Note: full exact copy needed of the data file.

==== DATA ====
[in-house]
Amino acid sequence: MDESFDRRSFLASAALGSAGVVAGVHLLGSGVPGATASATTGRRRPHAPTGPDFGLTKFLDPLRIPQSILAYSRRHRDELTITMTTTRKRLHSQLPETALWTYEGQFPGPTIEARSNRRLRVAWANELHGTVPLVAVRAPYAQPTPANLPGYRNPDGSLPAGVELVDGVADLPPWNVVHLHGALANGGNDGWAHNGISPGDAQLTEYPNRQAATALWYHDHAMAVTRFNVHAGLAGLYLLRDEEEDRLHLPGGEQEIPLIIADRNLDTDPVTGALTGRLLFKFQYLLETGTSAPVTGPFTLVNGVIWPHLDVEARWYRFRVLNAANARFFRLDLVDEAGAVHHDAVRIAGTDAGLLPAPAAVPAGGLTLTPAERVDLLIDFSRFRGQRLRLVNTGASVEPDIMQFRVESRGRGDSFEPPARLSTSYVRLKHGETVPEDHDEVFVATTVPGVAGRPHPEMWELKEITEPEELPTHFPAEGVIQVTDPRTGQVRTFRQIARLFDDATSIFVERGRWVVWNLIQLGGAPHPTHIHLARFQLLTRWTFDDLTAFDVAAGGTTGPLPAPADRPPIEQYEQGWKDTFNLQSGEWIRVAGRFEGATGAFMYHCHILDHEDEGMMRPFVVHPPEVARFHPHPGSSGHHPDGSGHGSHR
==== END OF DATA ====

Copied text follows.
[in-house]
Amino acid sequence: MDESFDRRSFLASAALGSAGVVAGVHLLGSGVPGATASATTGRRRPHAPTGPDFGLTKFLDPLRIPQSILAYSRRHRDELTITMTTTRKRLHSQLPETALWTYEGQFPGPTIEARSNRRLRVAWANELHGTVPLVAVRAPYAQPTPANLPGYRNPDGSLPAGVELVDGVADLPPWNVVHLHGALANGGNDGWAHNGISPGDAQLTEYPNRQAATALWYHDHAMAVTRFNVHAGLAGLYLLRDEEEDRLHLPGGEQEIPLIIADRNLDTDPVTGALTGRLLFKFQYLLETGTSAPVTGPFTLVNGVIWPHLDVEARWYRFRVLNAANARFFRLDLVDEAGAVHHDAVRIAGTDAGLLPAPAAVPAGGLTLTPAERVDLLIDFSRFRGQRLRLVNTGASVEPDIMQFRVESRGRGDSFEPPARLSTSYVRLKHGETVPEDHDEVFVATTVPGVAGRPHPEMWELKEITEPEELPTHFPAEGVIQVTDPRTGQVRTFRQIARLFDDATSIFVERGRWVVWNLIQLGGAPHPTHIHLARFQLLTRWTFDDLTAFDVAAGGTTGPLPAPADRPPIEQYEQGWKDTFNLQSGEWIRVAGRFEGATGAFMYHCHILDHEDEGMMRPFVVHPPEVARFHPHPGSSGHHPDGSGHGSHR